The novel coronavirus is rocket fuel for megatrends that were already under way — working from home … telemedicine … cloud computing … and the Internet of Things.
And semiconductors — LOTS of them — are powering each and every one.
Right now, the U.S. chip industry generates an astounding $164 billion in sales every year, with entire sub-industries growing to serve it.
And that number will only go up as 5G opens a plethora of new technologies, like self-driving cars, remote robotic surgery, smart cities and factories and so much more.
Plus, semiconductors ensure a country’s military remains cutting-edge.
China, meanwhile, is far and away the world’s largest purchaser of semiconductors, buying approximately $160 billion worth as far back as 2016.
Given China’s manufacturing prowess, why can’t it simply copy our products?
Because semiconductors are some of the most complex products on earth. And the R&D needed to make advancements in chip design can take decades.
Beyond designing chips, building a production facility can cost between $10 billion and $15 billion.
The methods used in creating the chips are also highly proprietary, and factories need to produce them quickly with as few defects as possible.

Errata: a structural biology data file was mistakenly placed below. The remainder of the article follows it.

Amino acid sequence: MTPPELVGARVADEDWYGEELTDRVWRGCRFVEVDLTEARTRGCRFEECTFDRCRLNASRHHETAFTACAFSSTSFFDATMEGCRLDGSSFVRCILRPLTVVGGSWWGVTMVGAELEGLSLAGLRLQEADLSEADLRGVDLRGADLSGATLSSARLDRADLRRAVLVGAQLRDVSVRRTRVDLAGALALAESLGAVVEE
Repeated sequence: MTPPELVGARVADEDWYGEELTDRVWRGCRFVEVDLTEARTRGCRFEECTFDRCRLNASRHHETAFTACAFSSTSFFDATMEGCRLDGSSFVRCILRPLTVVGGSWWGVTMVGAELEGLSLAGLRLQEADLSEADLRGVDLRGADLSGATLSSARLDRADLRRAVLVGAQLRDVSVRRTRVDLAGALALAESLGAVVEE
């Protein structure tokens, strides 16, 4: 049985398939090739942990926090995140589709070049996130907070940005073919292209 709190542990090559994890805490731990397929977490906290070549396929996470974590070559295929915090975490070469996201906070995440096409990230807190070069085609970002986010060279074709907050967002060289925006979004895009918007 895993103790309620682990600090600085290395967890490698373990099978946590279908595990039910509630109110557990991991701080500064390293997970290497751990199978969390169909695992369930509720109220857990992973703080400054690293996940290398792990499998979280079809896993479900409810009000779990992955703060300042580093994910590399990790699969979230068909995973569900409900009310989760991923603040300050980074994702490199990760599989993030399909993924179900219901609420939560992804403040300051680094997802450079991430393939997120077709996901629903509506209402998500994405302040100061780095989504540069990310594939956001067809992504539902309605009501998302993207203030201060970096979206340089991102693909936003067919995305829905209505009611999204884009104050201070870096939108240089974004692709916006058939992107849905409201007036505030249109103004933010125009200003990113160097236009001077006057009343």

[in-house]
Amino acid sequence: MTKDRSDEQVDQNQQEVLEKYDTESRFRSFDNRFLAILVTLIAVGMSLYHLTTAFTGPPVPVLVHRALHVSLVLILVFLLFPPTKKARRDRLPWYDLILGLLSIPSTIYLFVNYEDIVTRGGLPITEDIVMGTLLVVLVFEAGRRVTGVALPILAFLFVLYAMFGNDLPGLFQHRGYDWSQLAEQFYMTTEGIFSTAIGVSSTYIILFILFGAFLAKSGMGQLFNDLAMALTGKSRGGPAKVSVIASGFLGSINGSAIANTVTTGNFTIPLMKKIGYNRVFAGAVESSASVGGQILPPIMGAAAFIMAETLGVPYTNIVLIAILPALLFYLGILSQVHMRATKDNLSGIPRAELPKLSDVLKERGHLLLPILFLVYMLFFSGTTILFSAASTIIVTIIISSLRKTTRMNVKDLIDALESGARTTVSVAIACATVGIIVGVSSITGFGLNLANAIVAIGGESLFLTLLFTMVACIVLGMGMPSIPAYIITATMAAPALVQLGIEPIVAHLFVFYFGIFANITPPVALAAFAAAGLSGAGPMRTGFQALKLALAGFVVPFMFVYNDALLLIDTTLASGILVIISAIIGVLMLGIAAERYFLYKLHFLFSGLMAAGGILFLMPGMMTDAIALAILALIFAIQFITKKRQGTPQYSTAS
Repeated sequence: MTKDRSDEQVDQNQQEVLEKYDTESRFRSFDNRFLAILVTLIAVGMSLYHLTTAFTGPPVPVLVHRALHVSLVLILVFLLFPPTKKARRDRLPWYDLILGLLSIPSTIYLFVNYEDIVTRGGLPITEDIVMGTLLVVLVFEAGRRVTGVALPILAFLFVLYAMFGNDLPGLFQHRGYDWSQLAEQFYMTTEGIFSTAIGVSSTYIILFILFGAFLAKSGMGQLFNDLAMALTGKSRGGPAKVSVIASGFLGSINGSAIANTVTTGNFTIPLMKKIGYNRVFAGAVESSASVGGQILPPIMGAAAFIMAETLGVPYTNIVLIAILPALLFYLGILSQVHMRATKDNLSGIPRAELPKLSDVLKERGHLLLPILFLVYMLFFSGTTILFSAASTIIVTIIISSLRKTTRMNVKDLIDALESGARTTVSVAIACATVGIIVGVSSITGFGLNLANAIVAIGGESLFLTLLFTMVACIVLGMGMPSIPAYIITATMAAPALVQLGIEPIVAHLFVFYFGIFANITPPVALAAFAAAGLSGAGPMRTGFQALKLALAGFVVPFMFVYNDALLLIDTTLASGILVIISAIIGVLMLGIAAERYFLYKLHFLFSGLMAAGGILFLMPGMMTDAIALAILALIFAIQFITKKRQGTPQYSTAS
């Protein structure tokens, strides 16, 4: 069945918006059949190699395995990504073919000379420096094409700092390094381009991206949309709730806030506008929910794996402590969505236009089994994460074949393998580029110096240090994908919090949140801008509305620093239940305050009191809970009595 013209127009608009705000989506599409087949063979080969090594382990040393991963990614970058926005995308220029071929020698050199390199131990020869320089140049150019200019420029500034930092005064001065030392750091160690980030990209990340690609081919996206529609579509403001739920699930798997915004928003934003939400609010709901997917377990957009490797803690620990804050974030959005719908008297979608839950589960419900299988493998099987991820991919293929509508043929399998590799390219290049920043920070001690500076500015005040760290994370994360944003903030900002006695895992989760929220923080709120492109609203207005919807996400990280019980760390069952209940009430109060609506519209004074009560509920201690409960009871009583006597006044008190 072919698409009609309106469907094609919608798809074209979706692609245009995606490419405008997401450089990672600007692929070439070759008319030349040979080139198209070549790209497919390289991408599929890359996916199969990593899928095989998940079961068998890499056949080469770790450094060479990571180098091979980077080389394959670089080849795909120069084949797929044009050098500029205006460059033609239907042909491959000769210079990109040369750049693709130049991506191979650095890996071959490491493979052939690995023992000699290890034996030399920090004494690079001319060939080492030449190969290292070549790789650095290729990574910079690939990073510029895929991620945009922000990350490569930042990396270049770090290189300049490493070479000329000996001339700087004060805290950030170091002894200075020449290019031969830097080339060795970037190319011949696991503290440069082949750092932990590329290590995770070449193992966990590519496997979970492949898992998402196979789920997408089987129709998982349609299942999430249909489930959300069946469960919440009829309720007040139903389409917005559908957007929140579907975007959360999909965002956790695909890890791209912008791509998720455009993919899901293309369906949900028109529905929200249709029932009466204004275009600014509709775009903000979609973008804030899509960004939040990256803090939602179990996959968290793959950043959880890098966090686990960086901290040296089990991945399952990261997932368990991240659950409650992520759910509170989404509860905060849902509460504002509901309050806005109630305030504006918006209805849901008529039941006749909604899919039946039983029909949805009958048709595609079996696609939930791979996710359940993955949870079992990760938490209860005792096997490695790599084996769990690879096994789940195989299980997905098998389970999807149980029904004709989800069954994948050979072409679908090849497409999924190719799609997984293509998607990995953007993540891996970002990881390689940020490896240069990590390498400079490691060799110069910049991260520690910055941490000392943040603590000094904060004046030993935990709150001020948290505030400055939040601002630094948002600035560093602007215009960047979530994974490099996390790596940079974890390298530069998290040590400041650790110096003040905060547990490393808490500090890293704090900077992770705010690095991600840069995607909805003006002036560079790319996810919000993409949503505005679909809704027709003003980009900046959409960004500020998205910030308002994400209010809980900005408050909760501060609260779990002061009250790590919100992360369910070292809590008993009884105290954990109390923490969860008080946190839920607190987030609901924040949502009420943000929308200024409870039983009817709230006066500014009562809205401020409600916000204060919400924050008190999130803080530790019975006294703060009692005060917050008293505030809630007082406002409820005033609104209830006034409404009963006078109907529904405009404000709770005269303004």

“You’re literally dealing with a process that is one atom at a time. That knowledge base is not something that you can just go and copy overnight,” says Risto Puhakka of VLSI Research, a California firm that tracks the semiconductor industry.
With Chinese semiconductor makers running five to 10 years behind, China’s telecommunications sector will remain hugely reliant on U.S. chips for years to come …
And one U.S. company is already taking advantage of China’s dependency — and strong demand here at home — in a BIG WAY.
It’s a diversified and profitable business that’s endured for 90 years with a sterling record of capital allocation … allowing it to weather many a storm.
The company specializes in analog chips that convert the “real” world into digital signals and vice versa.
They also specialize in microcontrollers, which are tiny computers that perform a single or basic function while using very little power. These devices are found in just about every type of electronic gadget there is, across a host of industries.
And because “connected” cars and automated factories will contain lots of semiconductors, this firm invests hog wild in chips for automotive and industrial applications.
And get this …
90% of their revenues come from shipments outside of the U.S. … in spite of COVID-19 …
And in spite of the trade war …
… 20% of their revenues come from customers inside China.
The silver lining is that this stock is still bargain-basement cheap. And its recent 2.3% dividend yield isn’t anything to sneeze at either.
You can access this recommendation in my special report, “American Heroes” … assuming you’re a Wealth Megatrends subscriber.
All the best,